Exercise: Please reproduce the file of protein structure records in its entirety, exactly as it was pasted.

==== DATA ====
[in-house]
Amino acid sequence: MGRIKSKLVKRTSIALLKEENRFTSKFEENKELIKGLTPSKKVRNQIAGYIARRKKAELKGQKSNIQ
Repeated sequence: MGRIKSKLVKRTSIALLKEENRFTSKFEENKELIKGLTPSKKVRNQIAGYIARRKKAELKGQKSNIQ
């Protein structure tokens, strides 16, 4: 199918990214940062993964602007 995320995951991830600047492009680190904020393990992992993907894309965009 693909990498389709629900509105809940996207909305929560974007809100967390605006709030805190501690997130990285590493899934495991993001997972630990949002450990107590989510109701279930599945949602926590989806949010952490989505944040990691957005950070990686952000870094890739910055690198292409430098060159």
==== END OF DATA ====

[in-house]
Amino acid sequence: MGRIKSKLVKRTSIALLKEENRFTSKFEENKELIKGLTPSKKVRNQIAGYIARRKKAELKGQKSNIQ
Repeated sequence: MGRIKSKLVKRTSIALLKEENRFTSKFEENKELIKGLTPSKKVRNQIAGYIARRKKAELKGQKSNIQ
């Protein structure tokens, strides 16, 4: 199918990214940062993964602007 995320995951991830600047492009680190904020393990992992993907894309965009 693909990498389709629900509105809940996207909305929560974007809100967390605006709030805190501690997130990285590493899934495991993001997972630990949002450990107590989510109701279930599945949602926590989806949010952490989505944040990691957005950070990686952000870094890739910055690198292409430098060159």